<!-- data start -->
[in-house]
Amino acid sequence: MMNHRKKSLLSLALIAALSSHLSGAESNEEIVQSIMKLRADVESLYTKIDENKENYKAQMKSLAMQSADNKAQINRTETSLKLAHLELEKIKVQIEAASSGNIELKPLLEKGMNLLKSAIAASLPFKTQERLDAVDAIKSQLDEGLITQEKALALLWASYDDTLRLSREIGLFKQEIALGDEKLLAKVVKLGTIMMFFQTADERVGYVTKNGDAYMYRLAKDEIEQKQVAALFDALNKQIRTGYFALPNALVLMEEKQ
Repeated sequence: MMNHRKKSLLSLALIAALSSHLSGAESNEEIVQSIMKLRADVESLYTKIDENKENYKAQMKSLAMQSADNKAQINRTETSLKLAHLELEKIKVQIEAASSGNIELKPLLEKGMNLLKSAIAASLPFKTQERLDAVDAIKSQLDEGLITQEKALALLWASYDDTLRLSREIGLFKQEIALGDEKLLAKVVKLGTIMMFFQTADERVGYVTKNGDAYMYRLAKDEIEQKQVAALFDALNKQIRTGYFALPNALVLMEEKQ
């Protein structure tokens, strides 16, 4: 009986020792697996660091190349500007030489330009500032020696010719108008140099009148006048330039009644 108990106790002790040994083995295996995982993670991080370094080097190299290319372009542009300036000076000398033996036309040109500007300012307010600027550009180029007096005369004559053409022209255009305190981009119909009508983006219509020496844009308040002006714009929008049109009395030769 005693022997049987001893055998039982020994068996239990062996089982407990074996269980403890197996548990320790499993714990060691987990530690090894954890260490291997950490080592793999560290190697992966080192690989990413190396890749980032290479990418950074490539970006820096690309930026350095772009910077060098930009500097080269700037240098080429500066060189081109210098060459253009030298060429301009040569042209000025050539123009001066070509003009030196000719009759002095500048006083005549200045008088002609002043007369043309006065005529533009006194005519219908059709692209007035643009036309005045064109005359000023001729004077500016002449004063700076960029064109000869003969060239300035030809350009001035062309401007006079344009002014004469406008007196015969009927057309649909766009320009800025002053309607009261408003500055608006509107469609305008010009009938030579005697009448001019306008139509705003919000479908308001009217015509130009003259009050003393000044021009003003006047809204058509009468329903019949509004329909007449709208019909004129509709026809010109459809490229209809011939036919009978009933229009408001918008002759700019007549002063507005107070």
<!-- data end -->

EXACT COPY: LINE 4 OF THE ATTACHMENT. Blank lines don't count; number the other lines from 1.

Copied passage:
């Protein structure tokens, strides 16, 4: 009986020792697996660091190349500007030489330009500032020696010719108008140099009148006048330039009644 108990106790002790040994083995295996995982993670991080370094080097190299290319372009542009300036000076000398033996036309040109500007300012307010600027550009180029007096005369004559053409022209255009305190981009119909009508983006219509020496844009308040002006714009929008049109009395030769 005693022997049987001893055998039982020994068996239990062996089982407990074996269980403890197996548990320790499993714990060691987990530690090894954890260490291997950490080592793999560290190697992966080192690989990413190396890749980032290479990418950074490539970006820096690309930026350095772009910077060098930009500097080269700037240098080429500066060189081109210098060459253009030298060429301009040569042209000025050539123009001066070509003009030196000719009759002095500048006083005549200045008088002609002043007369043309006065005529533009006194005519219908059709692209007035643009036309005045064109005359000023001729004077500016002449004063700076960029064109000869003969060239300035030809350009001035062309401007006079344009002014004469406008007196015969009927057309649909766009320009800025002053309607009261408003500055608006509107469609305008010009009938030579005697009448001019306008139509705003919000479908308001009217015509130009003259009050003393000044021009003003006047809204058509009468329903019949509004329909007449709208019909004129509709026809010109459809490229209809011939036919009978009933229009408001918008002759700019007549002063507005107070």